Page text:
18 & 20 May 2021. Misinformation about attachment theory is rampant and beliefs are often rigidly adhered to, making it difficult to open dialogues about attachment and it’s proper application. In this DMM Coffee House session, we will discuss how to combat misinformation about attachment theory. We will look at social media posts and blog posts/articles which attempt to provide psychoeducation to the wider public about attachment theory and discuss misperceptions. We will also discuss how to share information about the Dynamic Maturational Model of Attachment and Adaptation (DMM) with therapists and other professionals who are more well-versed in the ABC+D model of attachment, or who have other limited theory education. This meeting may involve the opportunity to practice putting into words how the DMM model functions to improve an understanding of the attachment system.
This session is part of the DMM Coffee House series on addressing misunderstandings about attachment theory. A brief comparison of the DMM and ABC+D models of attachment, a brief historical context for the development of the DMM, and some of the unfair criticism of the DMM, are discussed in the DMM Wikipedia article. The DMM is sometimes described as too simple and sometimes as too complex. It may just be robust.
Some journal articles
Disorganized attachment is a failed concept. This article by the creators of the disorganized concept and other attachment leaders explains why disorganized attachment cannot be used by therapists, forensically, or otherwise. Pehr Granqvist, L. Alan Sroufe, Erik Hesse, Miriam Steele, Marinus van Ijzendoorn, Judith Solomon, Jude Cassidy, Susan Spieker, Ruth Goldwyn, June Sroufe, Daniel Siegel, Peter Fonagy, Everett Waters, Dante Cicchetti, Charles H Zeanah, Mary Main, Robbie Duschinsky, et al. (2017). Disorganized attachment in infancy: a review of the phenomenon and its implications for clinicians and policy-makers, Attachment & Human Development, 19:6, 534-558, DOI: 10.1080/14616734.2017.1354040
A debate about the differences between the DMM and ABC+D model proponents was held in a 2018 volume of the Infant Mental Health Journal (November/December issue, v39, issue 6, pages 625-655). Even here, misinformation was used by some of the ABC+D proponents, such as by claiming forensic attachment assessments must be held to a “proof beyond a reasonable doubt” legal standard. In the article below, those authors acknowledge that claim was a mistake. The articles in this volume are fully available online. https://onlinelibrary.wiley.com/toc/10970355/2018/39/6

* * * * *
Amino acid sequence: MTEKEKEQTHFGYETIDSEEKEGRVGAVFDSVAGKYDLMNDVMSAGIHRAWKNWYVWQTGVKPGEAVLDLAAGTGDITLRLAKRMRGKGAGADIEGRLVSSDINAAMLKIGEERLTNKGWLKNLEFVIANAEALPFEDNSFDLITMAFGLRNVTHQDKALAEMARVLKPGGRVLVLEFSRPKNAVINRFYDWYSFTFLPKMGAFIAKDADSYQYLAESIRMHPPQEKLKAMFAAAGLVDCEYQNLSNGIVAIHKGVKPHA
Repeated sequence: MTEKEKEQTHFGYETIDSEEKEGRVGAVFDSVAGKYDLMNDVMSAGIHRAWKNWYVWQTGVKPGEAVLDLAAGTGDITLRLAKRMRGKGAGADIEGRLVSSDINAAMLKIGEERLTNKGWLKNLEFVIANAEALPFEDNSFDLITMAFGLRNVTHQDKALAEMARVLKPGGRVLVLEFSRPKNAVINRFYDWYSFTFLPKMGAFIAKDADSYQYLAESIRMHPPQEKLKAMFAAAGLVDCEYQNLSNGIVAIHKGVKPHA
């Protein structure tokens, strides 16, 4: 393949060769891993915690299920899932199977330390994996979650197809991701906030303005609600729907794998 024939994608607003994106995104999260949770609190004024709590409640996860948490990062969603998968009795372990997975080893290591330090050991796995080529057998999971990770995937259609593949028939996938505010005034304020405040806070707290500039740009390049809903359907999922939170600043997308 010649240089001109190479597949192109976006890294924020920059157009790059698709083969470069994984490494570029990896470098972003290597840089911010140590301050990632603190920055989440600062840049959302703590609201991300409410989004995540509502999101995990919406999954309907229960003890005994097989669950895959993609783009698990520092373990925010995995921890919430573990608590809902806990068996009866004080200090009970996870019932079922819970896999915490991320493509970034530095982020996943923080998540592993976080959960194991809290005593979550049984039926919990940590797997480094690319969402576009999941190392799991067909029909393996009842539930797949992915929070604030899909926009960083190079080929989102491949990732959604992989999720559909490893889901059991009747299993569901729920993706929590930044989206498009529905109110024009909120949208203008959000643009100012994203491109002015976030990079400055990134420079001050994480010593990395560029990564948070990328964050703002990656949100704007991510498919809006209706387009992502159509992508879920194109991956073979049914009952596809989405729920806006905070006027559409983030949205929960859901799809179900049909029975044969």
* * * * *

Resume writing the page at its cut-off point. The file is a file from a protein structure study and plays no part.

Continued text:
The ABC+D model of attachment has limited use forensically and for assessing an individual person. This opinion-piece article describes limitations of the ABC+D model as it tries to address misinformation about attachment theory. Unfortunately, the article itself creates some misinformation, notably by failing to identify that there are two major models of attachment, the Dynamic Maturational Model of Attachment and Adaptation (DMM) and the ABC+D (or Berkeley) model. The authors fail to acknowledge that the DMM avoided the foundational problems which the ABC+D model suffers from, and thus does not need the same forensic limitations. Tommie Forslund, Pehr Granqvist, Marinus H. van IJzendoorn, et al. (2021). Attachment goes to court: child protection and custody issues, Attachment & Human Development, DOI: 10.1080/14616734.2020.1840762
Date session A: Tuesday, 18 May 2021 (live, recorded)
Date session B: Thursday, 20 May 2021 (video replay)
Length: 90+ minutes
Host/Facilitator: Shanna Donhauser
Platform: Zoom meeting
Sponsor: Conflict Science Institute
Multiple sessions: Each session will be unique, please join both! Invite your colleagues.
Session A (US/EU/Africa/India): Tuesday, 9:00 a.m. Seattle (UTC -7) (11:00 a.m. in Dallas; noon in Miami; 5:00 p.m. in London; 7:00 p.m. in Cape Town; 9:00 p.m. in New Delhi; midnight in Bangkok.)
Session B (US/EU/AUS/Asia): Thursday, at 1:00 p.m. in Seattle (3:00 p.m. in Dallas; 4:00 p.m. in Miami; 9:00 p.m. in London; and (in Australia/Thailand/China on Friday) at 6:00 a.m. in Sydney. (AUS/ASIA participants should confirm their local start time against Seattle time.)
Shanna Donhauser is a psychotherapist focusing on young children and their parents. After completing her MSW at NYU (’14), Shanna completed the Infant Mental Health Certificate at the University of Washington. She had a private practice in Seattle WA for several years serving young children and couples but is currently on a clinical sabbatical, completing the MSc in Attachment Theory at the University of Roehampton in summer 2021. Her dissertation focuses on couples attachment, with a specific interest in the consistency between the dysfluency of speakers when discussing childhood attachment and adult romantic relationships. Shanna’s clinical interest lies on the attachment relationship between parents and the potential for developing more attachment integration through adult love relationships, as well as the potential parallel process that might emerge in the attachment relationship of the parents and their children.
Shanna can be contacted through her website, Happy Nest | Family Therapy Seattle (happynesttherapy.com).